Annette experimented with cigarettes as a teenager, smoking occasionally. But by the time she turned 20, Annette was a regular smoker.
Annette lives in New York and is the mother of three. She also has three grandchildren and one great-granddaughter. "I love visits with my family," says Annette. She has a special bond with her 10-year-old granddaughter, who repeatedly urged Annette to quit smoking. "My granddaughter would say to me,'Grandma, don't smoke; please don't smoke.'"
When she was 50, Annette finally heeded her granddaughter's advice and quit cold turkey after having smoked for more than 30 years. But by then she already had cancer. At 52, Annette went to the doctor because she was having difficulty breathing. "It took multiple doctor visits, all kinds of X-rays, and then a PET/CT scan to uncover lung cancer." The cancer was so advanced that it was necessary to remove one of her lungs.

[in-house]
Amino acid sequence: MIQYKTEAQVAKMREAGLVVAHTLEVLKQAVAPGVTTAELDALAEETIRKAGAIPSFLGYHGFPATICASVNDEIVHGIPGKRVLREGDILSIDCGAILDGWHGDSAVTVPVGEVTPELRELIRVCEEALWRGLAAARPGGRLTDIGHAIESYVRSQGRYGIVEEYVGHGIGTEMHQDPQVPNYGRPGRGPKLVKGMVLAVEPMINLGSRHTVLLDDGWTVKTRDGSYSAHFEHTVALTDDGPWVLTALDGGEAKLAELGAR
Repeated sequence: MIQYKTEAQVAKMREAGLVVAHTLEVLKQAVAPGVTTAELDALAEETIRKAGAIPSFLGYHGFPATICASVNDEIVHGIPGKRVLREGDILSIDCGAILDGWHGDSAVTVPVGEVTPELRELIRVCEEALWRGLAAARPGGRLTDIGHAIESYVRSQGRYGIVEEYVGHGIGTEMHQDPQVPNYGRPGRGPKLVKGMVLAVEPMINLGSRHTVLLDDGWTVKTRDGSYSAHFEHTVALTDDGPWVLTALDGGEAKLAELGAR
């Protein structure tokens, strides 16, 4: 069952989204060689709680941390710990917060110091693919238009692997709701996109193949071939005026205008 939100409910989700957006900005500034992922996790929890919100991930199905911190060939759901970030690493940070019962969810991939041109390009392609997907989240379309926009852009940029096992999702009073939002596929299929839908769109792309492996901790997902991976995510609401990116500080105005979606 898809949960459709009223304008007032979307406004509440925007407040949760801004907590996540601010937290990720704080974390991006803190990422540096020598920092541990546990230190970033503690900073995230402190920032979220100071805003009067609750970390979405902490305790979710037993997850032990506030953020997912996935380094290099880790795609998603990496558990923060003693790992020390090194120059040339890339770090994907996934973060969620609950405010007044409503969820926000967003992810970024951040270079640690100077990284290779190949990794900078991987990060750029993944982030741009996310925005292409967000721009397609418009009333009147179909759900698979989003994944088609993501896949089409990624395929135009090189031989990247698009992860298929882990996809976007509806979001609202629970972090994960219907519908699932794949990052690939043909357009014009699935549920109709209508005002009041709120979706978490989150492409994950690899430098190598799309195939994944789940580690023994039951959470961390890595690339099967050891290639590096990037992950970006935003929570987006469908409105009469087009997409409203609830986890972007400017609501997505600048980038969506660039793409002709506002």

The operation was successful in removing the cancer. Diligent with her follow-up care, doctors found that Annette had oral cancer a few years later. The cancer had gotten into her jawbone, and surgery was required once again.
Today, at age 57, Annette is cancer-free — and thankful. Her staunch faith helps her deal with the challenges that have resulted from her experience. She loves to crochet, cook, and spend time with her loved ones. She also lends support to smoking cessation groups. "I talk to the smokers and let them know that this can happen to you."
Through the Tips From Former Smokers campaign, Annette wants to help others and further spread the message that smoking is dangerous and can even be lethal.
- Page last reviewed: July 1, 2014
- Page last updated: July 1, 2014
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